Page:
Take the 2-minute tour ×
Stack Overflow is a question and answer site for professional and enthusiast programmers. It's 100% free, no registration required.

Ok, i want to build a very complicated system that allows users to complexly manipulate data before inserting the data into Mysql DB.

So, that system must have:

  1. an inserting function (function 1) to allows user to insert data into the system.
  2. a reading function (function 2) to read the data from DB, after that users can complexly manipulate data.
  3. an updating function (function 3). After user did a lot of modifying in function 2, users will then update the data. The new data is not exactly the same as the old data (ie there may be more data than before & the data was manipulated very differently than before)

OK, now, it's quite hard to do the function 1, function 2 is not too hard, but the function 3 will be extremely hard if we actually modify the old data in DB.

So, here is my solution, instead of spending a lot of time to build function 3 (& we're not sure whether it has error-free since it's too complicated), i decided to not to build the the function 3, but just insert the new data into Db & delete the old data. It means the function 3 is exactly the function 1, the only different is we have to delete the old data that was inserted in the function 1.

So, i decided to use Auto-Increment & Int in Mysql.

But since we may update the data (maybe 300 to 500 rows) many times (probably 20 times in 4 years), it means we have to delete the old data 20 times & the Auto-Increment field keeps increasing the number.

My question is,

  • "Do not build the updating function & building the updating function just like inserting function" is a good or bad solution?

  • Second, "if we build the updating function just like inserting function, then will it be a stable system?"

  • Third, "if we build the updating function just like inserting function, then will, 1 day, we run out of the number (max int is 2147483647)?"

In my opinion, i prefers the solution "building the updating function just like inserting function" since we can keep the old data as the previous version, we don't even need to delete it & it saves me a lot of times. Also, 2147483647 is too big & life is short, do you think so?

Note:

  1. The data was stored on the main table, it means this table has no foreign key, other tables have to use data in this table as foreign key?
  2. We can keep the old data as the previous version. After the new data was inserted, & if user search for info, the system will look into the new data, not old data. Of course, he can have option to look at the old data by clicking see previous version.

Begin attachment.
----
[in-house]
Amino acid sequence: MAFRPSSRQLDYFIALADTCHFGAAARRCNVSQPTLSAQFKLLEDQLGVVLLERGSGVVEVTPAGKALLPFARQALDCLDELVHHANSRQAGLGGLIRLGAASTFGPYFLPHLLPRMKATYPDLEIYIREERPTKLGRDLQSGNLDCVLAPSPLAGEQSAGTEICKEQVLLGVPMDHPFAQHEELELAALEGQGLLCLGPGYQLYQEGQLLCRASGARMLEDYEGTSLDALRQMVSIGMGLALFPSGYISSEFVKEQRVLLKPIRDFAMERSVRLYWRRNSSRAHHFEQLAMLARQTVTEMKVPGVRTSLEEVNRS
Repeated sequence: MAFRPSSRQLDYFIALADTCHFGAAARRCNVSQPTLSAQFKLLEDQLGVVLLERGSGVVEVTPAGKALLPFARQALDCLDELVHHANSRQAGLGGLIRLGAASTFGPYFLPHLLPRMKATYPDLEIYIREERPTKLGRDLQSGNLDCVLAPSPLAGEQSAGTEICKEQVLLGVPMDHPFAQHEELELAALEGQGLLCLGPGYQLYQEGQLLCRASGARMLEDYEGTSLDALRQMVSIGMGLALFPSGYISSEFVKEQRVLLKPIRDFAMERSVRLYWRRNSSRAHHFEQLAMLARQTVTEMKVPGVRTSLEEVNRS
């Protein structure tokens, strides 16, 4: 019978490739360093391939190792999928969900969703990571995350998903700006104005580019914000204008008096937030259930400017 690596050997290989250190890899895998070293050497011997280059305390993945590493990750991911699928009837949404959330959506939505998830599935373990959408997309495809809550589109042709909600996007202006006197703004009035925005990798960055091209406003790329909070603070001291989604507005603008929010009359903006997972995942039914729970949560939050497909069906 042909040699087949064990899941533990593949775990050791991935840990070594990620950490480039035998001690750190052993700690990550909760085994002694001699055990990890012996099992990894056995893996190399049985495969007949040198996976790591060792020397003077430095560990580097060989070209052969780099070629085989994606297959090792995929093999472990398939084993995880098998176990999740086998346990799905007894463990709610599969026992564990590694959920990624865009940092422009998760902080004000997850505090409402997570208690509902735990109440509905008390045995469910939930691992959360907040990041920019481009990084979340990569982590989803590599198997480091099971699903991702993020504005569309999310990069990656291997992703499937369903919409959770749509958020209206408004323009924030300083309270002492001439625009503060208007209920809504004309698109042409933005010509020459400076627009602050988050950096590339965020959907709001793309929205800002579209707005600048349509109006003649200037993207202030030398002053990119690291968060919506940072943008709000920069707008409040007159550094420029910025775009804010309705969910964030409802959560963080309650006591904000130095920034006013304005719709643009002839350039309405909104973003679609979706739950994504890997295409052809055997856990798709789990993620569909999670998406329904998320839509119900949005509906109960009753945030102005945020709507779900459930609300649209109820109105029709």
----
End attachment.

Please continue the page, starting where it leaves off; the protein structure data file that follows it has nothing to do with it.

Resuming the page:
share|improve this question

closed as not constructive by Raghunandan, jlordo, Shikiryu, andrewsi, Soner Gönül May 14 '13 at 6:01

As it currently stands, this question is not a good fit for our Q&A format. We expect answers to be supported by facts, references, or expertise, but this question will likely solicit debate, arguments, polling, or extended discussion. If you feel that this question can be improved and possibly reopened, visit the help center for guidance. If this question can be reworded to fit the rules in the help center, please edit the question.

    
this data was stored on the main table, it means this table has no foreign key, other tables have to use data in this table as foreign key? –  Tom May 13 '13 at 12:17

1 Answer 1

up vote 1 down vote accepted

First, i have to say this is a very bad design, don't do it! you can encounter a serious syncronization errors , for example, what if you are updating(removing the old one and inserting the new) and someone want to read the data? he can get an error, in other words, this is very unstable .

use a simple update function with the increment value as id, prepare your update statement like update mytable set v1=?, v2=?, ...., vn=? where id=? and populate all the data again.

second, yes, int is just 2^31, but you can specify a bigger Integer, but again, this is a bad solution

share|improve this answer
    
We can keep the old data as the previous version. After the new data was inserted, & if user search for info, the system will look into the new data, not old data. Of course, he can have option to look at the old data by clicking see previous version. –  Tom May 13 '13 at 12:22
    
so you also want a version control for your users? –  Dima May 13 '13 at 12:28
    
Yes, i love that, but i may have other issue, for example, the old data has id & text in main table (1, "do u like movie"), the user may add some comments into that text & that comment was stored in other table ex comment table (1,"which one?"); but if we insert new data then it will be (2, "do u like movie") in main table. This means, the next user won't see the comment of "do u like movie" since the id was different. maybe i give up my solution. –  Tom May 13 '13 at 12:35
    
in that case you need to use id AND timestamp as a primary key, and when updating, insert the row with the same id but different timestamp, or maybe you should read about other ways of storing version control –  Dima May 13 '13 at 12:40
    
u said "insert the row with the same id", this is a very simple sentence but it maybe very hard to code. 2nd, it uses Auto increment, so we can not get the same id. But i think building a modifying function is the only solution since that is the way the nature works. –  Tom May 13 '13 at 12:47

Not the answer you're looking for? Browse other questions tagged or ask your own question.